Monday, Jun 24, 2024

The West Battles Gadhafi

After weeks of dithering, a resolution passed by the UN Security Council last Thursday inally convinced a reluctant President Obama to join with Britain and France in attacking Libyan tyrant Muammar Gaddafi's military machine to save the Libyan rebels from imminent defeat. In a 10-0 vote, with five abstentions, the Security Council called for an immediate cease-fire in Libya and approved the establishment of a no-fly zone over Libyan territory and the interdiction of ships carrying supplies to Gaddafi's government. In broad language, the council approved the use of any means short of "foreign occupation" to end attacks against "civilian populated areas under threat of attack . . . including [the rebel stronghold of] Benghazi." The five countries which abstained included Russia, China, Brazil, India and West Germany, all of which had expressed concerns about a UN military intervention in a member country's internal disputes. Ambassador Susan Rice said in casting the U.S. vote in favor of the resolution, "the United States stands with the Libyan people in their quest for their universal human rights."

Brazil’s UN ambassador Maria Luiza Riberio Viotti voiced concern that military action in Libya would “exacerbate tensions on the ground and cause more harm than good to the same civilians we are committed to protect.”


She also warned that military action would undermine the “spontaneous home-grown nature” of popular uprisings spreading through the Arab world, and threatened to “change that narrative in ways that would have serious repercussions” for Libya and the rest of the region.


News of the Security Council vote prompted wild celebrations to erupt across Benghazi, which had already come under heavy attack from Gaddafi’s forces. The streets of Benghazi were filled with celebratory gunfire and people waving the pre-Gaddafi Libyan flag which has been adopted by the rebels.


Libya’s renegade UN-based diplomat, Ibrahim Dabbashi, praised the council’s action and urged outside powers to move “immediately” to halt Gaddafi’s military offensive. The vote, Dabbashi said, sent a clear message to the Libyan people that they “are not alone. We are glad that Benghazi will now be safe.”


The day after the resolution was adopted, President Obama explained the humanitarian justification for US military intervention. In his address to the American people, Obama seemed most concerned about carefully defining the limits of the US involvement in Libya. “I also want to be clear about what we will not be doing. The United States is not going to deploy ground troops into Libya. And we are not going to use force to go beyond a well-defined goal — specifically, the protection of civilians in Libya,” he said.




The plane and cruise missile attacks were carried out by US, British and French forces beginning the next day. Initial strikes targeted Libya’s air defense systems and major airbases, in order to protect allied planes enforcing the no-fly zone authorized by the Security Council resolution.


US military officials said that prior to the start of the allied attacks, Libya had more than 30 surface-to-air missile installations, largely positioned along its Mediterranean coast. Gaddafi’s arsenal also includes an unknown number of long-range missiles that can reach up to 180 miles off the coast. Libya also operates more than 15 early-warning radar sites along the coast, a Defense Department spokesman said.


After Libya’s air defenses were crippled, US bombers and fighter jets expanded their target list to include attacks on Gaddafi’s armored columns advancing on Benghazi. The allied air attacks came just in time to prevent Gaddafi’s forces from crushing the rebel insurrection.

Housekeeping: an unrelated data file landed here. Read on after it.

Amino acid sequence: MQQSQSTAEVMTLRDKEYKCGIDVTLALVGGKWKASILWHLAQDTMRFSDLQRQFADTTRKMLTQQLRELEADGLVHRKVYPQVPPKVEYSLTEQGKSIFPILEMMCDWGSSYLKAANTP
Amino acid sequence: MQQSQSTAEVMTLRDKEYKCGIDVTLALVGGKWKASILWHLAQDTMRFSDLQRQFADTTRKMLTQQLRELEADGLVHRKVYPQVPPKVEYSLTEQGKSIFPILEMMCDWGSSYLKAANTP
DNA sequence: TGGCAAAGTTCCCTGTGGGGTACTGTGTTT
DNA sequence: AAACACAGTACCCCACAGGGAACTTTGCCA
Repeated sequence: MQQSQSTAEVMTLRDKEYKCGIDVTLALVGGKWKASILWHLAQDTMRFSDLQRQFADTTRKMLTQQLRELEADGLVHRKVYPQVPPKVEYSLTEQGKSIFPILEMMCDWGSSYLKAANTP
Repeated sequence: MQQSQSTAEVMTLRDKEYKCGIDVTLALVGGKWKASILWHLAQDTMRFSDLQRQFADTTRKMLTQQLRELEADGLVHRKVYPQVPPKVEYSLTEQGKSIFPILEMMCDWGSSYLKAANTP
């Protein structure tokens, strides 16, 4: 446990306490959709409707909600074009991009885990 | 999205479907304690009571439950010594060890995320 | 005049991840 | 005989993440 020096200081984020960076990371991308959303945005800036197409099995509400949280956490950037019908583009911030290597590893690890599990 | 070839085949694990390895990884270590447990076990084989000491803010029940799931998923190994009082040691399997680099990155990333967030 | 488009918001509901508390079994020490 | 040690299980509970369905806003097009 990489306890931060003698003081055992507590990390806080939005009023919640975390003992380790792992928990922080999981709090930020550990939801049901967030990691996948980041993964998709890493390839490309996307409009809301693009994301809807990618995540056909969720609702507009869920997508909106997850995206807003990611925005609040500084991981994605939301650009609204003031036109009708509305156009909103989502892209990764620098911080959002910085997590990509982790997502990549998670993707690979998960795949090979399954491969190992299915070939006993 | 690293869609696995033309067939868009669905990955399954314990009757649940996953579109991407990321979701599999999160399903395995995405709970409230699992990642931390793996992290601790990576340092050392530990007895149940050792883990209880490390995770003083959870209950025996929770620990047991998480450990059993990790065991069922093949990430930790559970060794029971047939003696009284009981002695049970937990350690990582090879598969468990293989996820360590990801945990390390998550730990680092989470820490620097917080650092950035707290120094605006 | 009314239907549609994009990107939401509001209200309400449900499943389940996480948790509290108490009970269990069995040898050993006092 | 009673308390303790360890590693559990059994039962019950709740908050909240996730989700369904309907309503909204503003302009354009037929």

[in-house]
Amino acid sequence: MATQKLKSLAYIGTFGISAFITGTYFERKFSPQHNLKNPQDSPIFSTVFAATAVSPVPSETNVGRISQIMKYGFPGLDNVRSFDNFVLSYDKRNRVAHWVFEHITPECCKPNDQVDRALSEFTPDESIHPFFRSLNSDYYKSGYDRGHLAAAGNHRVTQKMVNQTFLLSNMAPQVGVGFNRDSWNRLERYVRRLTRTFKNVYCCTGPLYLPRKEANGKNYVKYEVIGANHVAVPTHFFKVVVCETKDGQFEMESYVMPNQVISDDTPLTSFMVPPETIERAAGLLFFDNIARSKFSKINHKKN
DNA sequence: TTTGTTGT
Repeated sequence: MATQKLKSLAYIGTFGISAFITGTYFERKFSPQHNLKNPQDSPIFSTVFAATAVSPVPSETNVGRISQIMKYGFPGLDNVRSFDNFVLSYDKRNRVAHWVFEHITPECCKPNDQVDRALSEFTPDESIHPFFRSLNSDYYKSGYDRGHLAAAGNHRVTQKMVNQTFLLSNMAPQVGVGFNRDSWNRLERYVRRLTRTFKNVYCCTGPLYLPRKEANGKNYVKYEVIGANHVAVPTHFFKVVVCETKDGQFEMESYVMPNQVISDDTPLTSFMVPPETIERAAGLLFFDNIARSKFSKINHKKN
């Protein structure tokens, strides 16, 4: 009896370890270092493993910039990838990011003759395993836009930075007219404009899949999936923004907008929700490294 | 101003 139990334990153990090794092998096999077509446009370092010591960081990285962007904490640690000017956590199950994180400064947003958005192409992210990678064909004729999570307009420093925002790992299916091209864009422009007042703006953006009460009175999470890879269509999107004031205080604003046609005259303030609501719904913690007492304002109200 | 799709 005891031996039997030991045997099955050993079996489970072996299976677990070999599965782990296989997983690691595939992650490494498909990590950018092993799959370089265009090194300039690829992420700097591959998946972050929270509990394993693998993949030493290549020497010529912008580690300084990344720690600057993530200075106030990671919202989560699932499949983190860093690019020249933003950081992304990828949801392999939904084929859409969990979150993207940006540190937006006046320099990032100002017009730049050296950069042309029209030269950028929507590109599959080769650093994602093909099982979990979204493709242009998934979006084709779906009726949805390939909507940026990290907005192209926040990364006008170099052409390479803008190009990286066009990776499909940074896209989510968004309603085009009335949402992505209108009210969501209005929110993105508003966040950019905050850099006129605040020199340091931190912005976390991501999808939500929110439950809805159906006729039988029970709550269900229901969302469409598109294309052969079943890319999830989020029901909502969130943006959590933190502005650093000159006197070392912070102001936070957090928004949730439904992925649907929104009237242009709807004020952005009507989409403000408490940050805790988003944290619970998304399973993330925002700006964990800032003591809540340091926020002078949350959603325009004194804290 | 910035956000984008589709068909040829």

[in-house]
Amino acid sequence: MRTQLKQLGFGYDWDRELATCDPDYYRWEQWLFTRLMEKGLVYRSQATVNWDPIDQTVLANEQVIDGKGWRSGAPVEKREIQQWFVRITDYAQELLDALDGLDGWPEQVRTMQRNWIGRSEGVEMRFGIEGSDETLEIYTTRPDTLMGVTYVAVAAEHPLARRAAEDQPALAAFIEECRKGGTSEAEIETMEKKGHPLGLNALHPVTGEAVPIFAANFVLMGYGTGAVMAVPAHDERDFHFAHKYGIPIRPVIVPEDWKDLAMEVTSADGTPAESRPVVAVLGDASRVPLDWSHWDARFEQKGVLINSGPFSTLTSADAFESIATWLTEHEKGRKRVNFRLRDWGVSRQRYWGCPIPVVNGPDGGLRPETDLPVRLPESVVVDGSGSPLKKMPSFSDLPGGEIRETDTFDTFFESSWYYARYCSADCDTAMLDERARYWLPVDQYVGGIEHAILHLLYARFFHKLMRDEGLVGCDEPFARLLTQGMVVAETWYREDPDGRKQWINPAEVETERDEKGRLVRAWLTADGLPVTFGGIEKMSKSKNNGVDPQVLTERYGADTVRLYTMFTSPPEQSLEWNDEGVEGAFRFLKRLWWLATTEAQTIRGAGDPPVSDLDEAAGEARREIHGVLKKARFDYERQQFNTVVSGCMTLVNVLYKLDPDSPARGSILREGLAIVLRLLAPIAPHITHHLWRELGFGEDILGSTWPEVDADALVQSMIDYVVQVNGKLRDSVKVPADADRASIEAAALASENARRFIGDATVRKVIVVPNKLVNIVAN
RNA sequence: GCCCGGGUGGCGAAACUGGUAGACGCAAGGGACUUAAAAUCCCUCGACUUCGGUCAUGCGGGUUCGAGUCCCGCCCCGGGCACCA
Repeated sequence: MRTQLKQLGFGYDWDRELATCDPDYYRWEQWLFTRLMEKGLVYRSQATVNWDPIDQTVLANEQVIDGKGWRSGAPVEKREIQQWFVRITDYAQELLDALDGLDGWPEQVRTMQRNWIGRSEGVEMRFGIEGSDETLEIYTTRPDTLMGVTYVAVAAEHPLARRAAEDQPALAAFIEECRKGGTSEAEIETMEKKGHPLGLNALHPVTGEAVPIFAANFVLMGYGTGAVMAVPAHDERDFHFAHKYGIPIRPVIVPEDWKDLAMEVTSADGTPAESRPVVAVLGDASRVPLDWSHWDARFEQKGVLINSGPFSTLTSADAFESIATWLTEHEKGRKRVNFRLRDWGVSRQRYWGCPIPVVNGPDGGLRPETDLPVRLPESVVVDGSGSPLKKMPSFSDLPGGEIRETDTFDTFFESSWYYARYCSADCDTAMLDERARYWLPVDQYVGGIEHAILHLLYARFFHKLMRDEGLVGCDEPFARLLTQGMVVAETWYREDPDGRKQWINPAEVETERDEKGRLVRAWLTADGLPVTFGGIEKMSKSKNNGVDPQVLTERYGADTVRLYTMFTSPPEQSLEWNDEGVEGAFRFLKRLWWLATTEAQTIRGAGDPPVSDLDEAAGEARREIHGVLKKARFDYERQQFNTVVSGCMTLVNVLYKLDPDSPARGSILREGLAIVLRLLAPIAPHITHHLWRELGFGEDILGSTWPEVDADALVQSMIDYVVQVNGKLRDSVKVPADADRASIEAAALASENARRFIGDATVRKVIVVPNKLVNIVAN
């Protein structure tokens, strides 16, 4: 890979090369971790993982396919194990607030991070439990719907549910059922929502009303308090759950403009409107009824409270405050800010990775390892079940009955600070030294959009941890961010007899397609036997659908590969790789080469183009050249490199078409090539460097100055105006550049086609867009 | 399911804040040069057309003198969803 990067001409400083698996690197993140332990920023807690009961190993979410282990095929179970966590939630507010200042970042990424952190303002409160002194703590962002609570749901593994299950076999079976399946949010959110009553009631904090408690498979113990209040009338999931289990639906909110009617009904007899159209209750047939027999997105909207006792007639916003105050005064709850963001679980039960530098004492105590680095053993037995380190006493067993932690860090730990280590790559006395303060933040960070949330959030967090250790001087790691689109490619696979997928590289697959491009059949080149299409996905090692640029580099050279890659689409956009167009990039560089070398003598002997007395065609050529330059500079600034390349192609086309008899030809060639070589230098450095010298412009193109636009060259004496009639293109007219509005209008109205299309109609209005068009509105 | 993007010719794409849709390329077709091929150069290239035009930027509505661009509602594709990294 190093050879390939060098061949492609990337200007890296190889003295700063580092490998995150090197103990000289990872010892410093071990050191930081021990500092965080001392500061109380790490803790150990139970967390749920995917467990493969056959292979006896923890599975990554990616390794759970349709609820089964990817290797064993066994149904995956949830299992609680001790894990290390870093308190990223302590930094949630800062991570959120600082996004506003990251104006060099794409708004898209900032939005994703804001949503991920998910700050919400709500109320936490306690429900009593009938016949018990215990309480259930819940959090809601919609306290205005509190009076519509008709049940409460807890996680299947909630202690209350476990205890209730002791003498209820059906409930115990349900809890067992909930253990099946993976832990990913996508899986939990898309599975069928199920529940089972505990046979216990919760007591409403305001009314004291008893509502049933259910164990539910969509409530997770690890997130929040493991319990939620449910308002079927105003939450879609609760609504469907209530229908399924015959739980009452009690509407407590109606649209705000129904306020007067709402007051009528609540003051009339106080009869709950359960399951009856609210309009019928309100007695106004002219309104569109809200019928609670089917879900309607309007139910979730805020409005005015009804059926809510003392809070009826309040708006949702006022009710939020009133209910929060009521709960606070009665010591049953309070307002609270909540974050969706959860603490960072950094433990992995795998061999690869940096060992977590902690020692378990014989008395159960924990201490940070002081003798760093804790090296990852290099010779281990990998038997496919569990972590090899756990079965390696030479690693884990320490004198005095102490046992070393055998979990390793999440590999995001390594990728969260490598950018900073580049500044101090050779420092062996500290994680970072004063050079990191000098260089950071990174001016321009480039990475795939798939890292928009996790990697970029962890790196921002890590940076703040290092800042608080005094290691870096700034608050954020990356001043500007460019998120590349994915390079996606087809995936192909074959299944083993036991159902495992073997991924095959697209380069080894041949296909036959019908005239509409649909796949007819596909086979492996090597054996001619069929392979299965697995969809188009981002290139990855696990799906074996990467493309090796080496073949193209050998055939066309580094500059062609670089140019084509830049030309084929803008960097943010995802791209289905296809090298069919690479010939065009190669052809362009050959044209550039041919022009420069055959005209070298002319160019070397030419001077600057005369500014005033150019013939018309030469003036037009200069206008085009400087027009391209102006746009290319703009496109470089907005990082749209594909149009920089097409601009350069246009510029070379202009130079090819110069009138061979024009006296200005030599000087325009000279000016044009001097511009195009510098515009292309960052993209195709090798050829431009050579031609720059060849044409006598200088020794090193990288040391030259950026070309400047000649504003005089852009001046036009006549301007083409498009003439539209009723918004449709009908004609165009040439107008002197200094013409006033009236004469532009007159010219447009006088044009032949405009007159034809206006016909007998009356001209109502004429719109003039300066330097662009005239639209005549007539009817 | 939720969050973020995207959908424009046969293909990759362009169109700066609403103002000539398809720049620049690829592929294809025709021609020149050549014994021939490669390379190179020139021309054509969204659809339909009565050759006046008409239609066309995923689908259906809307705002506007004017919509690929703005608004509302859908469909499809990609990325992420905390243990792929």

The air strikes were covered by the Security Council resolution, which authorized the use of “all necessary measures” to protect civilians in Libya.


The resolution imposes a specific “ban on all flights in the airspace of the Libyan Arab Jamahiriya” and use of “all necessary measures” to protect civilians. The resolution authorizes interdiction and inspection “on the high seas” of all vessels and aircraft bound to or from Libya provided there are “reasonable grounds to believe that the cargo contains items” prohibited under a previously adopted arms embargo and other sanctions.


It also calls on all U.N. members to stop the flow of “armed mercenary personnel” to Libya.




Since the onset of the Libyan crisis, Obama has preferred to let other nations publicly lead the international response.


In contrast with Gaddafi’s earlier threats to “show no mercy” to the rebels, Libya’s deputy foreign minister Khaled Kaim told reporters that Libya welcomed the clauses in the Security Council resolution calling for protection of civilians. But he cautioned the international community against arming the opposition, saying it would be tantamount to “inviting Libyans to kill each other.” The intention of the Libyan armed forces, he said, was “to protect civilians and guarantee food and medical supplies.”


In fact, Gaddafi’s first reaction to the Security Council resolution was to step up his attacks on the rebel forces, and to press his drive to capture the rebel capital of Benghazi.


Shortly before the vote, Gaddafi had warned the rebels in Benghazi that “we are coming tonight and there will be no mercy.” In an audio address delivered on state television, he promised to hunt down opposition “traitors . . . in the alleyways, house to house, room to room. . . . The whole world will watch Benghazi and see what will happen in it.”


Libya’s defense ministry also threatened swift retaliation against any outside attack. “Any foreign military act against Libya will expose all air and maritime traffic in the Mediterranean to danger, and civilian and military facilities will become targets,” a ministry statement said.


In anticipation of some kind of military action against Gaddafi, the US, Great Britain and France had positioned some of their warships off the Libyan coast, while moving other military assets to the region.


The Security Council vote came a few days after the Arab League agreed to support a no-fly zone over Libya. The Security Council resolution “requests” Arab League members to cooperate with other UN members in implementing its terms. Qatar was the first Arab government to offer its planes to help enforce the no-fly zone.




At a Senate hearing hours before the Security Council vote, Undersecretary of State William Burns confronted sharply differing views about the Libyan crisis that crossed party lines. Some, led by Senator John Kerry, D-Mass., charged that Obama has been too cautious in his response to Gaddafi.


“Time is running out for the Libyan people,” Kerry said.